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Build secrets #33343
In a maintainers meeting last Thursday, there was a discussion how to move forward with Build secrets.
The previous PR #30637 is closed atm but we need to make sure that the issue is still tracked. The issue was closed because of design issues(listed below) and possible changes/features coming with #32507. This issue is mainly for keeping the secrets discussion from blocking #32507.
In #30637 secrets are sent from the client with the context tar. There were concerns if these should be loaded from swarm secrets instead. The use cases seem quite different but it does feel weird to have 2 secrets implementations. Also, the current "build-secrets" use cases are not as secure as swarm ones.
In #30637 user specifies target path for the secrets in cli command with
Most examples that show build secrets use it for SSH keys. There are other ways for exposing this specific feature. #32677 allows ssh forwarding(poc tonistiigi@a175773). By exposing git sources as build stages we could use any auth(ssh, oauth) for cloning git repos.
Build secrets can be exposed from
Instead of injecting the data with the context they would be exposed by the client session #32677 when builder actually asks for them. This is very similar how exposing source files outside of working dir should work for the builder in the future. The only difference is that tmpfs would be used for secret data and it would not be cached.
In Dockerfile a
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Not a huge fan of overloading such a flag.
I think we should focus on what the APIs are for this before trying to work out the exact CLI details.
So basically, how does an API client inject secrets?
I can't easily speak to your first two questions, but:
Simplicity is best, IMO. I would like to be able to say, for example:
Doing so would imply the semantics that no trace of anything out of that directory should be left behind in the image (what a lot of people do manually with an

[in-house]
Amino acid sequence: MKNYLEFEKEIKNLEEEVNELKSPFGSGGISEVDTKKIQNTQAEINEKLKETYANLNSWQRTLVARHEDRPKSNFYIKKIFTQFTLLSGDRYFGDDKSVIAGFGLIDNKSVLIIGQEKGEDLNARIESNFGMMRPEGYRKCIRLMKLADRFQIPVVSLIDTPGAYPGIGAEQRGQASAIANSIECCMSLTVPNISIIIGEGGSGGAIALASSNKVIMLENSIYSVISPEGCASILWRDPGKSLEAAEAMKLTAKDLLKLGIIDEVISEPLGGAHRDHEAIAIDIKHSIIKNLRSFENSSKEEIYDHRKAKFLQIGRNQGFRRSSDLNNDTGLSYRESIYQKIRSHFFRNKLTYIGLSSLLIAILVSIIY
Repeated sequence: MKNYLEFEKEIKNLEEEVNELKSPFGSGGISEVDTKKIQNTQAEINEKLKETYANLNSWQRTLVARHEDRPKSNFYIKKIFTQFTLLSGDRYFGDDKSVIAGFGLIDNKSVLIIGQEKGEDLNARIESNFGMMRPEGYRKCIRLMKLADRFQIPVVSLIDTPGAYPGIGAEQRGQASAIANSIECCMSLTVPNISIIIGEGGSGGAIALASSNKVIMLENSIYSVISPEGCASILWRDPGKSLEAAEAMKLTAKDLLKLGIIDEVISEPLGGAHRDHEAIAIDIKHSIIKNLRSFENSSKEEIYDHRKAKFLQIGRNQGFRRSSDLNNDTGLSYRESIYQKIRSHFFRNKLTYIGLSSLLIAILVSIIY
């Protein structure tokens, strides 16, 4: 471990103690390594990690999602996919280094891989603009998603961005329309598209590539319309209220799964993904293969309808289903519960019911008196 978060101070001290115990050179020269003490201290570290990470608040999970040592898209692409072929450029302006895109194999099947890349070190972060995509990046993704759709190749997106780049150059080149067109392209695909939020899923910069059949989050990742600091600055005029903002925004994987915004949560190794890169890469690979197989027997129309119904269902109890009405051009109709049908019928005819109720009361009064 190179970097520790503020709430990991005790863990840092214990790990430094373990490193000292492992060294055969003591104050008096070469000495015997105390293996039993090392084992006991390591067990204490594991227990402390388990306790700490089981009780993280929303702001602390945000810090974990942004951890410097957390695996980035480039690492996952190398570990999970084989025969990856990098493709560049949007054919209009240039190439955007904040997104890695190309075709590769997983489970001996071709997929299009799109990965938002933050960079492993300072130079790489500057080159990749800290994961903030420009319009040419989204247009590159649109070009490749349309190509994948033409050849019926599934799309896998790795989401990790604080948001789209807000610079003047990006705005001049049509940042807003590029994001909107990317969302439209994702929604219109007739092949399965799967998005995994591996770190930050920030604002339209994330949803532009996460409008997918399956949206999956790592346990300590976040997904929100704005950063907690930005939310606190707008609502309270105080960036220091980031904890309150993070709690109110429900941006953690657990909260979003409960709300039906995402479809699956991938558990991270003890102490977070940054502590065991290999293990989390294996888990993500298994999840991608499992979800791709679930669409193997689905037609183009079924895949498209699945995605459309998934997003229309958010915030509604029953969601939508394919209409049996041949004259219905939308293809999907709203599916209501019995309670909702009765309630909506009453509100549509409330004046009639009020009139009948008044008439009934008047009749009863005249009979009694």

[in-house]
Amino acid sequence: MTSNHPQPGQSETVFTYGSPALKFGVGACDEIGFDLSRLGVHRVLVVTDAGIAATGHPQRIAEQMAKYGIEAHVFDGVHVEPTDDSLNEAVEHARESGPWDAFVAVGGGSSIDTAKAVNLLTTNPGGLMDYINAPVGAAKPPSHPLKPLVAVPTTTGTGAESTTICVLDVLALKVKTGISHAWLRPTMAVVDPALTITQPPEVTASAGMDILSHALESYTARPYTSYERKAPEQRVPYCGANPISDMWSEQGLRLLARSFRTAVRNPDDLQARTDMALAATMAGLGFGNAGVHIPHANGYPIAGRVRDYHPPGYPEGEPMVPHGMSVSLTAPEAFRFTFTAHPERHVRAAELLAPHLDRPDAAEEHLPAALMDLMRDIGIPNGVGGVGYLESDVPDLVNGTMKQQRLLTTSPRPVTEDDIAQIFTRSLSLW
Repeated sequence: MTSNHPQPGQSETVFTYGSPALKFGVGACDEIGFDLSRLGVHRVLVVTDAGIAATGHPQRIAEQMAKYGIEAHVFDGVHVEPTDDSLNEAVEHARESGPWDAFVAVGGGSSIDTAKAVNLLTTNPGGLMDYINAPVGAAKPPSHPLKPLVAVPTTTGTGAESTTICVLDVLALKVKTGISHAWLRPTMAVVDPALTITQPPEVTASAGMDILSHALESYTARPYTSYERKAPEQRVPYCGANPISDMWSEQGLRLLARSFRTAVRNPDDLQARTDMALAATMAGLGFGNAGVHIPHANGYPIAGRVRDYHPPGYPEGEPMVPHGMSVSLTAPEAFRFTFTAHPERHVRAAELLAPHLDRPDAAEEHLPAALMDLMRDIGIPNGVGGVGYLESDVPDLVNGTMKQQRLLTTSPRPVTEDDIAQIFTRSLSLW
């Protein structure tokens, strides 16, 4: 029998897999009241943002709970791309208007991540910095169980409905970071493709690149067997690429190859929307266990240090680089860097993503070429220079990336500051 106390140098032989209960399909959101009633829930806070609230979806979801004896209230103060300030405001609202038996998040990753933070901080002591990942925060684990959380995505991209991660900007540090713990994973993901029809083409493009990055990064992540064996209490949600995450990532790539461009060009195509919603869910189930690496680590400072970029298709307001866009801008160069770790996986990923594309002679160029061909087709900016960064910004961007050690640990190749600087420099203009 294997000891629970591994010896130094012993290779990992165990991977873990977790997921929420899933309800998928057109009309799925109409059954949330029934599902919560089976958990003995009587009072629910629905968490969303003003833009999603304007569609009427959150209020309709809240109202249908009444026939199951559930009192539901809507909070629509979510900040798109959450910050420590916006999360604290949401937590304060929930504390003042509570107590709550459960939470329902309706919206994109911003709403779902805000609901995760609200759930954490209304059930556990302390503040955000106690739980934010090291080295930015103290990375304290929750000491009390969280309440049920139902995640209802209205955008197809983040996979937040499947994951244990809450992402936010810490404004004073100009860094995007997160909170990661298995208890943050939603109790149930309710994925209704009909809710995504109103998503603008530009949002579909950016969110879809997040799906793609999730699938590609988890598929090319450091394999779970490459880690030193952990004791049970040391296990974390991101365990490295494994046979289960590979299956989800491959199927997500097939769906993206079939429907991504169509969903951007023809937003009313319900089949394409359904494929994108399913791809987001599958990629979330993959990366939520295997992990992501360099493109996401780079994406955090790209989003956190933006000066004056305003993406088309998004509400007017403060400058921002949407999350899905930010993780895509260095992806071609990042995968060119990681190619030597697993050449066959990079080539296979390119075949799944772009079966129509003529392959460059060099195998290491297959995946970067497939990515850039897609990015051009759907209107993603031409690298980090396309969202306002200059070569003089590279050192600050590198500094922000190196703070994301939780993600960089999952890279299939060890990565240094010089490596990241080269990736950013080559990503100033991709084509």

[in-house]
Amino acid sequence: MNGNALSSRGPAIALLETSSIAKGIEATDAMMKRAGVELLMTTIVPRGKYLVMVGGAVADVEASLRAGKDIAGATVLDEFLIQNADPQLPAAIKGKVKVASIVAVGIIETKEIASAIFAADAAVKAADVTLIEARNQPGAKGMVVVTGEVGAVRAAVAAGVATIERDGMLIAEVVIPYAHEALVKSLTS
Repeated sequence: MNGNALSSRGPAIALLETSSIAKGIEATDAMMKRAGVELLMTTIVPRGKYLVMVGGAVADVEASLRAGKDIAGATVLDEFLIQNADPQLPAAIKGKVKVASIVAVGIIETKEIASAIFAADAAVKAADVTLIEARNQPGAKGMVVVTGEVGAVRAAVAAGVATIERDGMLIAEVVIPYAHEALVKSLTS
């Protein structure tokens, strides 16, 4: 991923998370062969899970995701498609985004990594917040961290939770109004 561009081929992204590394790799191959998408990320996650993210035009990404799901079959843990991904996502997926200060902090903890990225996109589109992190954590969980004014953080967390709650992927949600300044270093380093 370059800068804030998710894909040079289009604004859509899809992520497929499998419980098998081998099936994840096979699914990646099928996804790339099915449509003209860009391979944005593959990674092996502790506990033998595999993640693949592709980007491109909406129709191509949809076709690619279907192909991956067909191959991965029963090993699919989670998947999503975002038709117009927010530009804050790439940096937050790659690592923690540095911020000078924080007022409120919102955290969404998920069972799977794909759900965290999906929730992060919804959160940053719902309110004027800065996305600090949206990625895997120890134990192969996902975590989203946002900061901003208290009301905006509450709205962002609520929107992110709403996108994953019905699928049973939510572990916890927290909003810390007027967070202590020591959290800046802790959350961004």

I'd recommend the session added for
Daemon asks them from the client, client validates against cli parameters. (This is for local secrets, to access swarm secrets, daemon would need to query swarm).
In #33343 (comment) this is done with
On request from @cpuguy83 I will add my two cents:
Important things are:
From user point of view, I like "MOUNT" option from rocker, or the "RUN --mount", as it allows to solve two of the issues: and build secrets AND caching for package managers. It requires from both provider and consumer only support for files, which I think is the most versatile. I would expect it to be a total circumvention of Docker build containment, having no effect on image hash and not being uploaded to daemon as part context. It is a secret needed for build - either build passes with it, or fails because the secret is wrong.
Problem is some people will try to use it for example to cache gcc object files for builds inside docker, which I think will lead to problems. Solution for that might be a good documentation why shouldn't they do that. Build mounts are somewhat similar to run-time volumes as ways to circumvent the containment and ephemeral nature of a Docker container, so maybe if users already have to grasp that concept they will get the intended use for build mounts.
If you want "only data that must be persisted goes into volume" approach, make the mounts read-only, and promote Dockerfile shenanigans such as copying dependency specifications earlier into build, and installing them onto an lower fs layer to solve (some of) caching issues. I'm currently experimenting with that, and it ain't pretty, but it works (or would if it had an SSH key) with no external cache to break down.
Secrets in /run
Loading secrets from files and putting them in /run/ or environment variables is also workable, but puts more limitations on supporting file formats, structure of the secrets, etc. I think it will either be too restrictive (e.g. no support for variable number of secrets, or hierarchy/structure) or it will boil down to more complicated mount -ro option, users will struggle with for no practical gain.
Advanced secret management
Another approach would be doing something akin to k8s config maps and secrets, with yaml files declaring secrets, and instructions if they are to be available as env values or files. This leaves the least room for user doing stupid things, allows future "out of the box" support for configuration providers like etcd, or different vaults. But, the builds also happen on local dev machines, that probably won't use those. Also build secrets are different from running secrets, to be discarded as soon as build stage is finished. Frankly I think running secrets should not be handled by Docker at all, but on different layer by orchestrators.